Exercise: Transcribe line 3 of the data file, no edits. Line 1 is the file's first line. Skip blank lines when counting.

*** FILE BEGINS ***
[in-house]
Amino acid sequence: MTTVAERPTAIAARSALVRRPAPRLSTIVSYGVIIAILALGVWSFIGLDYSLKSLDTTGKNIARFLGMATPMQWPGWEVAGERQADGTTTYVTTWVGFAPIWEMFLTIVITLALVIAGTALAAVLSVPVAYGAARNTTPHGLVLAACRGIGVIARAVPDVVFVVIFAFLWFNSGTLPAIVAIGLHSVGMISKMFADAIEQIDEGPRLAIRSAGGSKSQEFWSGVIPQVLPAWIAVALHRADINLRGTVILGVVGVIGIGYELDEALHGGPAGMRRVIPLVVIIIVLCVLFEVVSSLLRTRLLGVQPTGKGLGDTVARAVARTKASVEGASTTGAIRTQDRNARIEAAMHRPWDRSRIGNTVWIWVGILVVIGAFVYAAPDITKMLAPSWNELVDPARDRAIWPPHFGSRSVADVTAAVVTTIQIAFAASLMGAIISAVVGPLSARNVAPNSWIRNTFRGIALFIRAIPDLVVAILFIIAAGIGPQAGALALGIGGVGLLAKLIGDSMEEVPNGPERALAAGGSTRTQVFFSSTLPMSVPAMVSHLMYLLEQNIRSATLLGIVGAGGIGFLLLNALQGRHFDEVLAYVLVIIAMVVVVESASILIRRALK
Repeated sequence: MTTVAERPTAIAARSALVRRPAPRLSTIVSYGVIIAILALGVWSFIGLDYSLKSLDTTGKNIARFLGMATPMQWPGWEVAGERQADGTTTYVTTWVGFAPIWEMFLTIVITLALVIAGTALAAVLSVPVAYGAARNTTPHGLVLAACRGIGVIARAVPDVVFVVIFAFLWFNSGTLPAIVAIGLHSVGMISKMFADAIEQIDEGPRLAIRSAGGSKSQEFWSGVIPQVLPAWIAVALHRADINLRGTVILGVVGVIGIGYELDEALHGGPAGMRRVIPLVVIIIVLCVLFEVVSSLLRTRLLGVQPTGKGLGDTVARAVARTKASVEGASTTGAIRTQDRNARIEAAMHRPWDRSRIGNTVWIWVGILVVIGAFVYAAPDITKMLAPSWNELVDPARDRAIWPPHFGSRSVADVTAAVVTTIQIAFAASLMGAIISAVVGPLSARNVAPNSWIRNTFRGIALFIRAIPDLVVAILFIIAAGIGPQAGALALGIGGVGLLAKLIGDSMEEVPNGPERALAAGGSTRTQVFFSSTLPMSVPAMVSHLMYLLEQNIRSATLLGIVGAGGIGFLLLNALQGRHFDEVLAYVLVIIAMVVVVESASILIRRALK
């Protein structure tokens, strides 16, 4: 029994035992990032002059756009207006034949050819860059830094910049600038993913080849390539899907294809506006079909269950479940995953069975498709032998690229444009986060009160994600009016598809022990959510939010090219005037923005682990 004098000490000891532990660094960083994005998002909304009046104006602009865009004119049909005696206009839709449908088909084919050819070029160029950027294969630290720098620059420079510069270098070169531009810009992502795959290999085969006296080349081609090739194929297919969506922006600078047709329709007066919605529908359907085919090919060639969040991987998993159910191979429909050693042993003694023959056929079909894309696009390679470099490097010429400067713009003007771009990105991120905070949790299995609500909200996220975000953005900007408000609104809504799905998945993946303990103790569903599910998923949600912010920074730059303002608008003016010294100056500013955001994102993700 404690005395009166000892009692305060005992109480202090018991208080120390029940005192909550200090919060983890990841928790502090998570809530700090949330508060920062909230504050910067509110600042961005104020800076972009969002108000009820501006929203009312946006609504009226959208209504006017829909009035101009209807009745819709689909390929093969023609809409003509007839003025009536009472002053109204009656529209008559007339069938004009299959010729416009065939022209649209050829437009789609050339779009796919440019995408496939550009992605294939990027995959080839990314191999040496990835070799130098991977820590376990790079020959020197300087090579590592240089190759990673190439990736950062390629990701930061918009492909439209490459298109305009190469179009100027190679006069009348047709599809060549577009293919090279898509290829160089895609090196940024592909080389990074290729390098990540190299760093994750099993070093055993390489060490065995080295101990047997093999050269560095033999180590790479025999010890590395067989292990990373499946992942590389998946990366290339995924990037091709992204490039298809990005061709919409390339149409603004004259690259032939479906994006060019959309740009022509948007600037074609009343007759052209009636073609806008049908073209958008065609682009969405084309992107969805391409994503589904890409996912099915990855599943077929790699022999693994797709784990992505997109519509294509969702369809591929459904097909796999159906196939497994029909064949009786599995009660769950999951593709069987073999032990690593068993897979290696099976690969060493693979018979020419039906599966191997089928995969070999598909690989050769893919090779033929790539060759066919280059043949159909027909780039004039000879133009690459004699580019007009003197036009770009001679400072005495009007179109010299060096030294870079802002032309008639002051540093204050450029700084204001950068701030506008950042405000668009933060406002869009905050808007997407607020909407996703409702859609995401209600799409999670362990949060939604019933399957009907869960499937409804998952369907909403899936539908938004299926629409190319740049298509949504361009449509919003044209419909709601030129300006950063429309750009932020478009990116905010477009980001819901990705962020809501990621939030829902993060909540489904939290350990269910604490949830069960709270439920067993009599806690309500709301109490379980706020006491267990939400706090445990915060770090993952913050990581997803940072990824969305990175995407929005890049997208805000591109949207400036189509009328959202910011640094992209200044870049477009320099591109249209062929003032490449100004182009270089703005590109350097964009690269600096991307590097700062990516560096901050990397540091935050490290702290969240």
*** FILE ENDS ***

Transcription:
Repeated sequence: MTTVAERPTAIAARSALVRRPAPRLSTIVSYGVIIAILALGVWSFIGLDYSLKSLDTTGKNIARFLGMATPMQWPGWEVAGERQADGTTTYVTTWVGFAPIWEMFLTIVITLALVIAGTALAAVLSVPVAYGAARNTTPHGLVLAACRGIGVIARAVPDVVFVVIFAFLWFNSGTLPAIVAIGLHSVGMISKMFADAIEQIDEGPRLAIRSAGGSKSQEFWSGVIPQVLPAWIAVALHRADINLRGTVILGVVGVIGIGYELDEALHGGPAGMRRVIPLVVIIIVLCVLFEVVSSLLRTRLLGVQPTGKGLGDTVARAVARTKASVEGASTTGAIRTQDRNARIEAAMHRPWDRSRIGNTVWIWVGILVVIGAFVYAAPDITKMLAPSWNELVDPARDRAIWPPHFGSRSVADVTAAVVTTIQIAFAASLMGAIISAVVGPLSARNVAPNSWIRNTFRGIALFIRAIPDLVVAILFIIAAGIGPQAGALALGIGGVGLLAKLIGDSMEEVPNGPERALAAGGSTRTQVFFSSTLPMSVPAMVSHLMYLLEQNIRSATLLGIVGAGGIGFLLLNALQGRHFDEVLAYVLVIIAMVVVVESASILIRRALK